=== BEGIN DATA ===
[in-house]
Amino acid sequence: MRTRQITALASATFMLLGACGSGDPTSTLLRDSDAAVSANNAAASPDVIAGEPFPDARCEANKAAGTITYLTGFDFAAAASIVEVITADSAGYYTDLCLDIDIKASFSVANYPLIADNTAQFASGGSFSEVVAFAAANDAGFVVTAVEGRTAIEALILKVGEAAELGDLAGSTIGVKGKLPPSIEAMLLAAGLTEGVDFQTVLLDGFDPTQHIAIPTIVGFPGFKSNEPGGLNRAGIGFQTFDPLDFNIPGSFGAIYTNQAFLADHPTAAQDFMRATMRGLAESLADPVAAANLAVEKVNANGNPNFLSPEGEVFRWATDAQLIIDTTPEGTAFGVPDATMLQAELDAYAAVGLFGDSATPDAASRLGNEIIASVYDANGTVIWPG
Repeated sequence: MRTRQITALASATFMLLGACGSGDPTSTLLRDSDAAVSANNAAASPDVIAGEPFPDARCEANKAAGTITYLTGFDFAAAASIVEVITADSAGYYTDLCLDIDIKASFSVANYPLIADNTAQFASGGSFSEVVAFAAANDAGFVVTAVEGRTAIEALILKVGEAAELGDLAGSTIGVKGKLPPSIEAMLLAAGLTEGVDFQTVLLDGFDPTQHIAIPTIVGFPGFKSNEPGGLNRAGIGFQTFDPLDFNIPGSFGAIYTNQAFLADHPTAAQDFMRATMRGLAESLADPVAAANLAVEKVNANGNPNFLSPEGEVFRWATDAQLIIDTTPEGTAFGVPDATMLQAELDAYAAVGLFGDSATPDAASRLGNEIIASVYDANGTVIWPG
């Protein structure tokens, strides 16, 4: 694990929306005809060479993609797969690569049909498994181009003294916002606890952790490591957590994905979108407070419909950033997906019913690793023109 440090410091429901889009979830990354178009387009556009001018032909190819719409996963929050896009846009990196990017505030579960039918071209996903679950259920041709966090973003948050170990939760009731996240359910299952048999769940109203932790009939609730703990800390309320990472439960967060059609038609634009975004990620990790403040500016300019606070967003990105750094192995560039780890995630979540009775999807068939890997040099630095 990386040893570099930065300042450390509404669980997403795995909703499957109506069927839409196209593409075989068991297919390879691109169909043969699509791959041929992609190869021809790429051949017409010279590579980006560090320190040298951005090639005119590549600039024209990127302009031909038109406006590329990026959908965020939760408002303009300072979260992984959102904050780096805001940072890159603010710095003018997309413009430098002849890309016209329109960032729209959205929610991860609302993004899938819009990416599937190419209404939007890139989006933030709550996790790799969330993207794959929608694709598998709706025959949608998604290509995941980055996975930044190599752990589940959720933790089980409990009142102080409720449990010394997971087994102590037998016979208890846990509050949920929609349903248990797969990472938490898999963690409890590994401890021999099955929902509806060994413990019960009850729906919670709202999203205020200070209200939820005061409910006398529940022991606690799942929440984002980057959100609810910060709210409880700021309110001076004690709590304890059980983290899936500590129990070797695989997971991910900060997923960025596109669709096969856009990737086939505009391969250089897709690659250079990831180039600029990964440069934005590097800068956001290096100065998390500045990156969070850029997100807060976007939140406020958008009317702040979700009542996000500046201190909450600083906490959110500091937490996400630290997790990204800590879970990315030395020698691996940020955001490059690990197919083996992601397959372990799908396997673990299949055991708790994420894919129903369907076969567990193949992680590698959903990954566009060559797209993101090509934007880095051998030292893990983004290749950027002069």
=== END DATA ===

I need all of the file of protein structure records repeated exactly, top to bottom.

[in-house]
Amino acid sequence: MRTRQITALASATFMLLGACGSGDPTSTLLRDSDAAVSANNAAASPDVIAGEPFPDARCEANKAAGTITYLTGFDFAAAASIVEVITADSAGYYTDLCLDIDIKASFSVANYPLIADNTAQFASGGSFSEVVAFAAANDAGFVVTAVEGRTAIEALILKVGEAAELGDLAGSTIGVKGKLPPSIEAMLLAAGLTEGVDFQTVLLDGFDPTQHIAIPTIVGFPGFKSNEPGGLNRAGIGFQTFDPLDFNIPGSFGAIYTNQAFLADHPTAAQDFMRATMRGLAESLADPVAAANLAVEKVNANGNPNFLSPEGEVFRWATDAQLIIDTTPEGTAFGVPDATMLQAELDAYAAVGLFGDSATPDAASRLGNEIIASVYDANGTVIWPG
Repeated sequence: MRTRQITALASATFMLLGACGSGDPTSTLLRDSDAAVSANNAAASPDVIAGEPFPDARCEANKAAGTITYLTGFDFAAAASIVEVITADSAGYYTDLCLDIDIKASFSVANYPLIADNTAQFASGGSFSEVVAFAAANDAGFVVTAVEGRTAIEALILKVGEAAELGDLAGSTIGVKGKLPPSIEAMLLAAGLTEGVDFQTVLLDGFDPTQHIAIPTIVGFPGFKSNEPGGLNRAGIGFQTFDPLDFNIPGSFGAIYTNQAFLADHPTAAQDFMRATMRGLAESLADPVAAANLAVEKVNANGNPNFLSPEGEVFRWATDAQLIIDTTPEGTAFGVPDATMLQAELDAYAAVGLFGDSATPDAASRLGNEIIASVYDANGTVIWPG
């Protein structure tokens, strides 16, 4: 694990929306005809060479993609797969690569049909498994181009003294916002606890952790490591957590994905979108407070419909950033997906019913690793023109 440090410091429901889009979830990354178009387009556009001018032909190819719409996963929050896009846009990196990017505030579960039918071209996903679950259920041709966090973003948050170990939760009731996240359910299952048999769940109203932790009939609730703990800390309320990472439960967060059609038609634009975004990620990790403040500016300019606070967003990105750094192995560039780890995630979540009775999807068939890997040099630095 990386040893570099930065300042450390509404669980997403795995909703499957109506069927839409196209593409075989068991297919390879691109169909043969699509791959041929992609190869021809790429051949017409010279590579980006560090320190040298951005090639005119590549600039024209990127302009031909038109406006590329990026959908965020939760408002303009300072979260992984959102904050780096805001940072890159603010710095003018997309413009430098002849890309016209329109960032729209959205929610991860609302993004899938819009990416599937190419209404939007890139989006933030709550996790790799969330993207794959929608694709598998709706025959949608998604290509995941980055996975930044190599752990589940959720933790089980409990009142102080409720449990010394997971087994102590037998016979208890846990509050949920929609349903248990797969990472938490898999963690409890590994401890021999099955929902509806060994413990019960009850729906919670709202999203205020200070209200939820005061409910006398529940022991606690799942929440984002980057959100609810910060709210409880700021309110001076004690709590304890059980983290899936500590129990070797695989997971991910900060997923960025596109669709096969856009990737086939505009391969250089897709690659250079990831180039600029990964440069934005590097800068956001290096100065998390500045990156969070850029997100807060976007939140406020958008009317702040979700009542996000500046201190909450600083906490959110500091937490996400630290997790990204800590879970990315030395020698691996940020955001490059690990197919083996992601397959372990799908396997673990299949055991708790994420894919129903369907076969567990193949992680590698959903990954566009060559797209993101090509934007880095051998030292893990983004290749950027002069």